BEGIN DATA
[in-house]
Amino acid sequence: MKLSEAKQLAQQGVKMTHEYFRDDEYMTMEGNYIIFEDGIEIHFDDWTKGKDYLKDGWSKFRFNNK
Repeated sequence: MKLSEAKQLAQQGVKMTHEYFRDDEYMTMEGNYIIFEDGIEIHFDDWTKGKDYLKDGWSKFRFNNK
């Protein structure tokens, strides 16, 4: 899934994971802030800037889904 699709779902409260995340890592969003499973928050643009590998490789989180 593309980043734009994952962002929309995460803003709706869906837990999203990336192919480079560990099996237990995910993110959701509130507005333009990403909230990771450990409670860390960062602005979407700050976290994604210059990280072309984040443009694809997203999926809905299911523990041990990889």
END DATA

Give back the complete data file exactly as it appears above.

[in-house]
Amino acid sequence: MKLSEAKQLAQQGVKMTHEYFRDDEYMTMEGNYIIFEDGIEIHFDDWTKGKDYLKDGWSKFRFNNK
Repeated sequence: MKLSEAKQLAQQGVKMTHEYFRDDEYMTMEGNYIIFEDGIEIHFDDWTKGKDYLKDGWSKFRFNNK
């Protein structure tokens, strides 16, 4: 899934994971802030800037889904 699709779902409260995340890592969003499973928050643009590998490789989180 593309980043734009994952962002929309995460803003709706869906837990999203990336192919480079560990099996237990995910993110959701509130507005333009990403909230990771450990409670860390960062602005979407700050976290994604210059990280072309984040443009694809997203999926809905299911523990041990990889």